Friday, August 21, 2009

"The Terrible Bargain"

A few days ago I read Melissa McEwan's piece "The Terrible Bargain We Have Regretfully Struck" over at Shakesville. Like many other readers, this piece struck a chord with me. As I read, I thought about all of the relationships I have had with the men in my life and the ways in which I let things slide or bite my tongue to keep the peace. Those who know me will probably find it unbelievable that I ever bite my tongue, but believe me, if I said it all, I doubt I'd have ever kept a job for more than a week.

At any rate, I recalled an incident about nine months ago with a former co-worker. Lets call co-worker "Tom." Tom seemed nice enough when we first met and we immediately had a flirty little banter going. After a few shifts together, Tom and I got to talking about ourselves and I shared with him that I am a Women's Studies graduate student and an active feminist advocate. This was when our friendly banter turned sour. Tom constantly made terrible, offensive sexist jokes, thinking that I'd find them adorable. He turned everything into some sort of sexist comment just to see what I'd do. When I confronted him, saying it wasn't funny and that it was really offensive, he did the old "you have no sense of humor" schtick.

Alas, working with him became a tiresome chore for me and some of his jokes made me angry for days. I eventually transferred to another location in part to get away from him. After that he texted me a several times to tell me another of his hilarious jokes. I am hoping that my non-responsiveness will give him a hint, since being blunt did not.

As I think about that exchange I think about the endless instances of sexism that we all swallow every day because we want to keep the peace and we want a reprieve. Of course, this is not peace, this is a silent and subtle war to remind women of our place as second class citizens.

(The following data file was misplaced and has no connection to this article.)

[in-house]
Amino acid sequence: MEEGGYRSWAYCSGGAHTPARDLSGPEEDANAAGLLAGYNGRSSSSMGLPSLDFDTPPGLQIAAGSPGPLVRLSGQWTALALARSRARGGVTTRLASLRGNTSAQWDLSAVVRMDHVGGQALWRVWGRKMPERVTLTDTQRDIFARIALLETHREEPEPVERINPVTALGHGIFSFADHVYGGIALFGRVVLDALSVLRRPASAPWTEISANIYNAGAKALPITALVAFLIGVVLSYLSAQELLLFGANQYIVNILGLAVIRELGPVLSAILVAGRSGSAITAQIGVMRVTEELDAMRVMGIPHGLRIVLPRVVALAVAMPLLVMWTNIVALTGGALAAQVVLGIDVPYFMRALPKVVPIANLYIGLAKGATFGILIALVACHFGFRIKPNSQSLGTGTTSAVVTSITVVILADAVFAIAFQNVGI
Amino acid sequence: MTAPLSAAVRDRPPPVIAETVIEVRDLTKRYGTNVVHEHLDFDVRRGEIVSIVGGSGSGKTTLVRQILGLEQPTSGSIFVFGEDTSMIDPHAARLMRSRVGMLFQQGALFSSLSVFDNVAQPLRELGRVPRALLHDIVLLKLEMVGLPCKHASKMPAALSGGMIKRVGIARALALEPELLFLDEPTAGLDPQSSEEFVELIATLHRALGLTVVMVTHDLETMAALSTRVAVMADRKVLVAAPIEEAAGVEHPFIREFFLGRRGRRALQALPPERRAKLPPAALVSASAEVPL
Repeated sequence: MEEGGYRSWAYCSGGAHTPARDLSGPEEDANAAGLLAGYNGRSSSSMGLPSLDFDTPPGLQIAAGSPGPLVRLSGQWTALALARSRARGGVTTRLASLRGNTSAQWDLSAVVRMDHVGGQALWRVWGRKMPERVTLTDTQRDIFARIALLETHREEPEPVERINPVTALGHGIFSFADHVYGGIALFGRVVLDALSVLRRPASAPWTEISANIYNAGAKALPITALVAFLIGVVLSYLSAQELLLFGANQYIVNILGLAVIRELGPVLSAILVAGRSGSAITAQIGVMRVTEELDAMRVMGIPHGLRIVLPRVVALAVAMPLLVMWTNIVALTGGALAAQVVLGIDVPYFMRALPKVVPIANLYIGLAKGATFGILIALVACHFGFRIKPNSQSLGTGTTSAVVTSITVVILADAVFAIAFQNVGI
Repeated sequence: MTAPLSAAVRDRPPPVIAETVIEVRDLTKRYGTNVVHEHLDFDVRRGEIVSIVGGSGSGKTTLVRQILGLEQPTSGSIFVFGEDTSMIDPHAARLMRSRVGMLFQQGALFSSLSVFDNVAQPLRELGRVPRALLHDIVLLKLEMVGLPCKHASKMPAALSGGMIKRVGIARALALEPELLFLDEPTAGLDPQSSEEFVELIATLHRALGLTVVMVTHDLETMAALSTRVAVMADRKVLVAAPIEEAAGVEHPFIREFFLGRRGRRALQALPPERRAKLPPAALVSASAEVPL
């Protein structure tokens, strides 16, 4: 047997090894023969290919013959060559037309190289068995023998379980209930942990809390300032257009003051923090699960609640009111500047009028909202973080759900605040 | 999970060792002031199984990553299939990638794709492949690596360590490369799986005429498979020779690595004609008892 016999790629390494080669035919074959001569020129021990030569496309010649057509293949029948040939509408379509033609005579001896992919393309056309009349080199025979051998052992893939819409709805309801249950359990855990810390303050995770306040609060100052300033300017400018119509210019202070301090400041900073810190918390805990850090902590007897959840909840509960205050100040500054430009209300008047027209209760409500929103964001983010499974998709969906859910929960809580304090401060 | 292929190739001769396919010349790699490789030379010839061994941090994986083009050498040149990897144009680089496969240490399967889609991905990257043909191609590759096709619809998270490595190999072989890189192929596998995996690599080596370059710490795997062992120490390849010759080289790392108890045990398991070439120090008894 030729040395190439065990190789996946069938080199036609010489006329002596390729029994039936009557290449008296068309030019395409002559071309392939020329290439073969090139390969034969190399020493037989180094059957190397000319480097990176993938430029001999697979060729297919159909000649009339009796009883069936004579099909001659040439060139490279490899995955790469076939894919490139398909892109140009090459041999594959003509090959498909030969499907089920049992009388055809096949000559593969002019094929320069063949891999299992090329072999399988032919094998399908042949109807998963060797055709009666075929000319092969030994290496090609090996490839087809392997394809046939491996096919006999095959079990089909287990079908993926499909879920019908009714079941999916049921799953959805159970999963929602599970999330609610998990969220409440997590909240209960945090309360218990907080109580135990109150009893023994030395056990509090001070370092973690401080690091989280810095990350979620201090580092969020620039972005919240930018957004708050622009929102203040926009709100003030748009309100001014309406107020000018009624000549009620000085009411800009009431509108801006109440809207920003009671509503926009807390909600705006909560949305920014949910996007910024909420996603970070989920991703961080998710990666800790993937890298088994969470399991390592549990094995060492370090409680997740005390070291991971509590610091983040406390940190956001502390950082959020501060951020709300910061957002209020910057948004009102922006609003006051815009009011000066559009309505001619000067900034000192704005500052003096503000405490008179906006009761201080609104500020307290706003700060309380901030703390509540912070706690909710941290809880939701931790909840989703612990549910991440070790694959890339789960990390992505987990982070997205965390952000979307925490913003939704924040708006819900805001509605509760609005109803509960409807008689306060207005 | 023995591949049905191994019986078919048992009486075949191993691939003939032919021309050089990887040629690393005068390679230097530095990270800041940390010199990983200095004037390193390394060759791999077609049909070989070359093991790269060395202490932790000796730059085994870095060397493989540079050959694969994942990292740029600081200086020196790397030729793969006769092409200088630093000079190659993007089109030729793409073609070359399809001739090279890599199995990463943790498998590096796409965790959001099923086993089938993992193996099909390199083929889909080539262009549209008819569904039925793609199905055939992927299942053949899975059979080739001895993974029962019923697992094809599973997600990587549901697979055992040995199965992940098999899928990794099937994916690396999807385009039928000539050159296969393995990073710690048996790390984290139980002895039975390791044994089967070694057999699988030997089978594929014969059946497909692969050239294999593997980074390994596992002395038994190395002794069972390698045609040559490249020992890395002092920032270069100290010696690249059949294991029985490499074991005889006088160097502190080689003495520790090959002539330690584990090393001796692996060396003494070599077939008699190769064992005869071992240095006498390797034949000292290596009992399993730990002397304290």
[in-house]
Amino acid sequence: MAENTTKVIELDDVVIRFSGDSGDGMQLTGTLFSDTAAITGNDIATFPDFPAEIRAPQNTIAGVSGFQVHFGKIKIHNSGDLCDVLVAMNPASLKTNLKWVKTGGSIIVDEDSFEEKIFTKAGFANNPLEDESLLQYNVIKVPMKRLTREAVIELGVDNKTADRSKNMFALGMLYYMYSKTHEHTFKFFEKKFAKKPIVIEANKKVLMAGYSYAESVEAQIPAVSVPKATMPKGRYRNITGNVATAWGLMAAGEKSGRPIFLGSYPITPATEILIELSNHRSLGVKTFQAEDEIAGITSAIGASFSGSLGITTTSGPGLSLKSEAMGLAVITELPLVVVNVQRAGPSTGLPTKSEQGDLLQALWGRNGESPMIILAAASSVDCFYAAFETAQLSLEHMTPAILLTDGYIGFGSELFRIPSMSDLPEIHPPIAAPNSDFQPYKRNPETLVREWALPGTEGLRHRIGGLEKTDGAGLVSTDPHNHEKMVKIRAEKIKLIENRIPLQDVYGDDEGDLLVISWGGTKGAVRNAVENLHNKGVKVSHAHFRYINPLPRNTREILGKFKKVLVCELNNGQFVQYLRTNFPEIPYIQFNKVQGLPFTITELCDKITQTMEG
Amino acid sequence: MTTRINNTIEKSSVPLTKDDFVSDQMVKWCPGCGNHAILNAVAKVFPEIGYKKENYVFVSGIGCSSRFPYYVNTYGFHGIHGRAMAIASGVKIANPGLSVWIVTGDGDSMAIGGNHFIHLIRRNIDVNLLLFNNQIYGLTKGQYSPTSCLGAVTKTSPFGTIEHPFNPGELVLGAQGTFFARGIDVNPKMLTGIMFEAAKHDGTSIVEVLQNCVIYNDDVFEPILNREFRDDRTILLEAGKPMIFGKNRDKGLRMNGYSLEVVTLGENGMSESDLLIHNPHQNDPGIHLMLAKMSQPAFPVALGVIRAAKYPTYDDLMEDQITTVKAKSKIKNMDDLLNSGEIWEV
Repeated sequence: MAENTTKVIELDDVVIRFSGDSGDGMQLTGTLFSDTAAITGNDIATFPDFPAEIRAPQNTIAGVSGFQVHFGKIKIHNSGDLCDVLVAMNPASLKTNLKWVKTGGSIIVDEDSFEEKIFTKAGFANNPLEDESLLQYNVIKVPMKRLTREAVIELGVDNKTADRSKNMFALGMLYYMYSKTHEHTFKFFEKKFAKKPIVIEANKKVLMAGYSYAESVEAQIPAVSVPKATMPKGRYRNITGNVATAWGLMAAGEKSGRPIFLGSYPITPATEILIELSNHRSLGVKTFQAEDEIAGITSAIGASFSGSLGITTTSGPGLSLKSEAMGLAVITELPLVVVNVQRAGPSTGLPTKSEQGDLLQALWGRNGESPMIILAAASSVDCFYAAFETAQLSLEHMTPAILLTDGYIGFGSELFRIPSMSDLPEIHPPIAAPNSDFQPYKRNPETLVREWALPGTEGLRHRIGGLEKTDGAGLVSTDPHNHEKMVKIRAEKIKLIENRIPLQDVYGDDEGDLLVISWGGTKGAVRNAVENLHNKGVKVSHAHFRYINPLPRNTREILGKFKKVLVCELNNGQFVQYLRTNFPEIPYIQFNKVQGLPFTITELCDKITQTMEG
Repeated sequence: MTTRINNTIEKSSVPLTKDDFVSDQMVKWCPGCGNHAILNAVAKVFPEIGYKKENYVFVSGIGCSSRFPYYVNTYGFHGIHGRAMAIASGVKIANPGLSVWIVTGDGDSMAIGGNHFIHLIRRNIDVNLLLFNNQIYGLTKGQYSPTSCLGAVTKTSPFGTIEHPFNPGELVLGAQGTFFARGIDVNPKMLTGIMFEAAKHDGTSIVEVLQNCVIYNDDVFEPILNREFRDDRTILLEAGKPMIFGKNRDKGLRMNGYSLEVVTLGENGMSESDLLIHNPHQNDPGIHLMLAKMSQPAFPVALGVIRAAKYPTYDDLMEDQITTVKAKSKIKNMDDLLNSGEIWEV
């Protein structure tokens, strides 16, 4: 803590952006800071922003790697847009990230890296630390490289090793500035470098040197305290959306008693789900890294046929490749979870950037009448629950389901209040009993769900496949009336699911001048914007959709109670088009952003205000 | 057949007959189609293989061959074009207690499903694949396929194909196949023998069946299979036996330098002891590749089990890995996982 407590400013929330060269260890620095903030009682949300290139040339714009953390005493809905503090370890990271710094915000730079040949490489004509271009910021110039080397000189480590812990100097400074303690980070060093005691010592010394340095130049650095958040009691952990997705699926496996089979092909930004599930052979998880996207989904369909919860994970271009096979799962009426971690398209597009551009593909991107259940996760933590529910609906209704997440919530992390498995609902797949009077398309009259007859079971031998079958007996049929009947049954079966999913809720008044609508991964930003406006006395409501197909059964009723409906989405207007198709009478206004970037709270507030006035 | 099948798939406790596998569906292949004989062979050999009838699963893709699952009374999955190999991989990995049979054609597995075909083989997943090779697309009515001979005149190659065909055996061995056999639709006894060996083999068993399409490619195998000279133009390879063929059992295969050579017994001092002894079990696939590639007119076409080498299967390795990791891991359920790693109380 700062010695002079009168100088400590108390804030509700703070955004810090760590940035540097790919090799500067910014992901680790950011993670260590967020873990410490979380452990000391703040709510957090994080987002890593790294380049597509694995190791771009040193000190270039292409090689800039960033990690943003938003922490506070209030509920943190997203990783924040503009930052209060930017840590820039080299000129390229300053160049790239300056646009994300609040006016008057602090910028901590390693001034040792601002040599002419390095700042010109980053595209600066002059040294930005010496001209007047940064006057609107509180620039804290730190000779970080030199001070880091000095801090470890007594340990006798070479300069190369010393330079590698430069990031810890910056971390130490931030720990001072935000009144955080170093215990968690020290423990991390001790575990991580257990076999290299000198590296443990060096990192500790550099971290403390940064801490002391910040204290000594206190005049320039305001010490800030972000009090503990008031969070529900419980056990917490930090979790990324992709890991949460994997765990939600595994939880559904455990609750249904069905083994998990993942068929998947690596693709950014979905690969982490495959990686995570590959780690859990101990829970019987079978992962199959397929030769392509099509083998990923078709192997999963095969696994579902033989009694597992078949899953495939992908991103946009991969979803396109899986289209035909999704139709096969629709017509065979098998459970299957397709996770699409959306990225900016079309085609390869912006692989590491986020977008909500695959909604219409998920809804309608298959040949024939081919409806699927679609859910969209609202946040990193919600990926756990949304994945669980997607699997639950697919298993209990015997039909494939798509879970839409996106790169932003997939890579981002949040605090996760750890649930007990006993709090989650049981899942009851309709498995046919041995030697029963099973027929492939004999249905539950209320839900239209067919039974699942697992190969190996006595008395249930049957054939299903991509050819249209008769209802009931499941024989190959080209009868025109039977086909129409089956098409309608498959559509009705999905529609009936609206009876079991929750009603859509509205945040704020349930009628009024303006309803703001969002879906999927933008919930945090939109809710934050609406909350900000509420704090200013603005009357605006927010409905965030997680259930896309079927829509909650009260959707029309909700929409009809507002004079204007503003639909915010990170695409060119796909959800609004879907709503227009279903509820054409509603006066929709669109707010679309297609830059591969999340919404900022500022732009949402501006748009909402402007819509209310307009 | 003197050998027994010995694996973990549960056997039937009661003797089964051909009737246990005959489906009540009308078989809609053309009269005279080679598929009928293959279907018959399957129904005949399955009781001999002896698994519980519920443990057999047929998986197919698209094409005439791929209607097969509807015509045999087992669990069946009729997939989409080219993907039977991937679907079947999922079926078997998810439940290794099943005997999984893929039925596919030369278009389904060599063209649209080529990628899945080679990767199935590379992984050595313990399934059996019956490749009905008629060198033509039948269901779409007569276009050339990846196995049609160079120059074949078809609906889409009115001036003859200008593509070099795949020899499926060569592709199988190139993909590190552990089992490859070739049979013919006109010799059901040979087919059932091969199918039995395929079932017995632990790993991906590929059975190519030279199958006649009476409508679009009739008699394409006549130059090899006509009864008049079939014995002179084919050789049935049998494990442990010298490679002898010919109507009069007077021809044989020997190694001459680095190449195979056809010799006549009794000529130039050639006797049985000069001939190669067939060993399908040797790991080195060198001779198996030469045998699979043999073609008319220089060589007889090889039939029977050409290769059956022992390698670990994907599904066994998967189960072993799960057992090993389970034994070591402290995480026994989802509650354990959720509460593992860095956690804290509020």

Then I get to thinking of my male relatives, including my father, who say some of the most ignorant things I have ever heard and, again, I bite my tongue because when I don't the consequences are devastating.

Men are allowed the easy comfort of their unexamined privilege, but my regard will always be shot through with a steely, anxious bolt of caution.

Then I think about whenever a man at work is really friendly and I thoroughly enjoy our conversation and then he ends it by calling me "little girl." Every time a situation like this arises, I am reminded, like Melissa, of the male privilege that we are all constantly swimming in.

In one of my undergraduate Africology courses, I had developed a wonderful relationship with my professor who was one of the smartest and most compassionate men I had ever met. I shared my undergrad thesis with this man and graciously accepted his comments and criticisms of my writing. And then one day in class he said that in 1865 following the passage of the 15th amendment, "African Americans were granted the right to vote." It felt like I had been slapped in the face, so stunned was I to hear this man whom I had trusted and respected erase the history of black women in America in one sentence.

I hope those men will hear me when I say, again, I do not hate you. I mistrust you. You can tell yourselves that's a problem with me, some inherent flaw, some evidence that I am fucked up and broken and weird; you can choose to believe that the women in your lives are nothing like me.
Or you can be vigilant, can make yourselves trustworthy. Every day.